Since we band hundreds of loon pairs, we get used to losing pair members here and there. The female on Sunday Lake, newly-banded in 2020, did not return in 2021. Likewise there is a new male on Clear2-Seven Islands, a new female on Towanda, a new male on Harrison Flowage. Some losses of old pair members are gut-shots. The absence of both pair members at Arrowhead reminds us of the tragic close to that lake’s 2020 breeding season. The Baker male’s disappearance is bittersweet; it brings back the recollection of his having reared a mallard duckling in 2019 with his mate. But after many years of watching breeders vanish, I now greet most such losses with only a sigh.
A bit more unsettling than mere disappearances of single birds — and far more interesting to a behavioral ecologist — are cases where breeder loss on one lake has ripple effects on lakes nearby. Since such domino effects seem to occur shortly after ice-out, when our lake coverage is spotty, we must usually guess at what transpired. In 1998 for example, the McGrath and North Two males, which defended adjacent lakes, seemed to switch places for no obvious reason. We inferred at the time that the huge North Two male flew over and evicted the smaller McGrath male, while the McGrath male assuaged his loss by settling on North Two, which his conqueror had just vacated. But we will never know for certain. A similar mystery occurred last year on Upper and Lower Kaubashine, whose males swapped lakes early in the year, before we were there to see how it happened. Again, we surmise that one male evicted the other, and the loser merely filled the victor’s breeding slot.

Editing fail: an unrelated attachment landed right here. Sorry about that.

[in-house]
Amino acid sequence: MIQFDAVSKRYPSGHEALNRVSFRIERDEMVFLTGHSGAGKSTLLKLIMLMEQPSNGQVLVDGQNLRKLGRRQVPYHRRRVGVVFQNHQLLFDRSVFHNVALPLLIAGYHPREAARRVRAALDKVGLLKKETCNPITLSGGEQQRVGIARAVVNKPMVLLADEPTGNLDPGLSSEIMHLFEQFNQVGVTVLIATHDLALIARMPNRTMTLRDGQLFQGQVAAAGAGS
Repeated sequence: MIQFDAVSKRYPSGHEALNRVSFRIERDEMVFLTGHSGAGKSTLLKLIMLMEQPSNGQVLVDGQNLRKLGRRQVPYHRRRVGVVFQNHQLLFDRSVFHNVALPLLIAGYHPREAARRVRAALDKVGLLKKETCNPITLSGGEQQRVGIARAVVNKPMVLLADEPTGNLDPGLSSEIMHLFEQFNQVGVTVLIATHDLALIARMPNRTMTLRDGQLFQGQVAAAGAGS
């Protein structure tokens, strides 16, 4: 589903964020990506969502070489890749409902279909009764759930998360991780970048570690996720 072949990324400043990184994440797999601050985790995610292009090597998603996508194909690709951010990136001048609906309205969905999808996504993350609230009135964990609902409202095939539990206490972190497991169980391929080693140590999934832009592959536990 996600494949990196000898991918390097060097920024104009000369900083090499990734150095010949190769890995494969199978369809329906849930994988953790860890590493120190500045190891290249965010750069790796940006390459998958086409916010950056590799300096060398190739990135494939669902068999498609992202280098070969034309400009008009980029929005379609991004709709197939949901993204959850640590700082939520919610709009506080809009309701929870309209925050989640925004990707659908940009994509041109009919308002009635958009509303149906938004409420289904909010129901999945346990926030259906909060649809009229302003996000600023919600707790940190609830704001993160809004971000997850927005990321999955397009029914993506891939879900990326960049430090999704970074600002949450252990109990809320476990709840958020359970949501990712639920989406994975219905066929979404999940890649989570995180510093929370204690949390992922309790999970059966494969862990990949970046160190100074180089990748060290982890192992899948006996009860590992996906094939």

This year, we had enough observers present at critical moments to read the ripples more precisely. Following the eviction of his mate on May 3rd (Linda’s photo shows that evicted female), the Upper Kaubashine male — yes, the same male that had swapped territories in 2020 — must have decided that his breeding prospects were dim on Upper Kaubashine. So he looked nearby for an alternative. He found it on Silver, a small lake with an artificial nesting platform and a resident, Pat, who misses nothing. On May 9th, the Upper Kaubashine male intruded onto Silver, where the pair was incubating eggs, beat the resident male severely, and forced him to take refuge in a swampy area. The defeated male has not been seen since.
There is a ray of sunshine to share. The Upper Kaubashine male had no interest in sitting on the eggs of his predecessor at Silver, so the lake’s first nest was abandoned. But the usurper wasted little time renesting with the old female at the opposite end of the lake. Boosted in part by the earliness of ice-out this year, the Upper Kaubashine male might actually survive the loss of his mate and a vicious territorial battle of his own and still hatch chicks in June!
The events of the past few weeks on Upper Kaubashine and Silver reveal that chaos on one lake can spill over to others nearby. So if loons are capable of hope, they should hope for peace and tranquility for their neighbors as well as themselves.